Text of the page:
ACO roundup: How the focus on population health is changing where nurses work

Key accountable care news from Dec. 23 to Jan. 6

The Daily Briefing editorial team rounds up recent accountable care news.

  • What's next for new nurses. More nurses are finding work outside of the hospital as more care moves into outpatient settings amid an increased focus on population health. According to research from the RN Work Project at New York University, about 76% of new nurses took jobs in U.S. hospitals in 2012—down from 87% in 2005. Christine Kovner, co-director of the RN Work Project, predicts "the percentage of experienced hospital nurses going into 'community jobs' will increase as the jobs in case management and ambulatory care are seen as more desirable."

Why the nursing shortage may not be as bad as once thought—and what it means for hospitals

  • ACOs get the pediatric treatment. ACOs are most commonly associated with older patients, but a new study published in JAMA Pediatrics suggests the model could be useful among children as well. Researchers from Children's Hospitals and Clinics of Minnesota looked at the effect of an ACO the system had set up to manage the treatment of children enrolled in Medicaid with chronic conditions. Overall, the study found that the ACO contributed to a 40% reduction in inpatient days, a 23% increase in outpatient visits, and an uptick in prescription drug use.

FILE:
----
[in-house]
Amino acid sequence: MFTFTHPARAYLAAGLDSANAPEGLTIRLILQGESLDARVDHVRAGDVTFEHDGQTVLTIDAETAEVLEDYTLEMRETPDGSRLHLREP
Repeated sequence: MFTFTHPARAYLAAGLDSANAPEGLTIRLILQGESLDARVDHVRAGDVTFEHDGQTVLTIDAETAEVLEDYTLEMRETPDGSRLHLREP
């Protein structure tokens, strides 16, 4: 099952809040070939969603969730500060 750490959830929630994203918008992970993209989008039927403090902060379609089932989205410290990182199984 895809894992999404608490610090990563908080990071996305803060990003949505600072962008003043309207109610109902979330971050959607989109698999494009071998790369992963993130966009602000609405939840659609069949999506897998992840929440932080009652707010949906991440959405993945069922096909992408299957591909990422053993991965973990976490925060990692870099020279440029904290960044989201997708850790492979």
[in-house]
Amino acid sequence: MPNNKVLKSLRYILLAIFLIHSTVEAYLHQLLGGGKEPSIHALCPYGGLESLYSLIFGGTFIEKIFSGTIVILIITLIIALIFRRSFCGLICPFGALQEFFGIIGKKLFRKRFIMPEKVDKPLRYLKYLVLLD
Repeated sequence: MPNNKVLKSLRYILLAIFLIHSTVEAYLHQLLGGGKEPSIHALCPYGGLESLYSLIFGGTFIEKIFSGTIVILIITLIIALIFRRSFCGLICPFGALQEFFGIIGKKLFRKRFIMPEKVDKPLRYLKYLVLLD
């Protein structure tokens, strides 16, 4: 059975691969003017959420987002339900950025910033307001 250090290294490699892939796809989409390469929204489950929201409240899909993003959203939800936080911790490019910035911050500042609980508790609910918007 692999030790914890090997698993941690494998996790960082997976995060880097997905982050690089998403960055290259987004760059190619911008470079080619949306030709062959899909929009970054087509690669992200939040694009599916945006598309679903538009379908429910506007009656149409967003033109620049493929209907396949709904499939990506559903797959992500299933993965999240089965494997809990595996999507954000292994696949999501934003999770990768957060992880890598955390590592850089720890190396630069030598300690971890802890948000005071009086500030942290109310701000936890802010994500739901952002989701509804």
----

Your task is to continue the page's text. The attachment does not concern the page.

• Kaiser gives primary care docs an affordability dashboard. To help patients control their out-of-pocket costs and promote cost-conscious behavior among physicians, Kaiser Permanente's Colorado Permanente Medical Group (CPMG) built a software dashboard for its primary care physicians. Launched at three clinics in 2013, the dashboard classifies patient expenses on services, highlights high-cost utilization, and benchmarks doctors' average per-patient spending. According to CPMG's executive medical director, Margaret Ferguson, the tool has improved patient's financial health by steering them to lower-cost treatment options and shorter inpatient stays.

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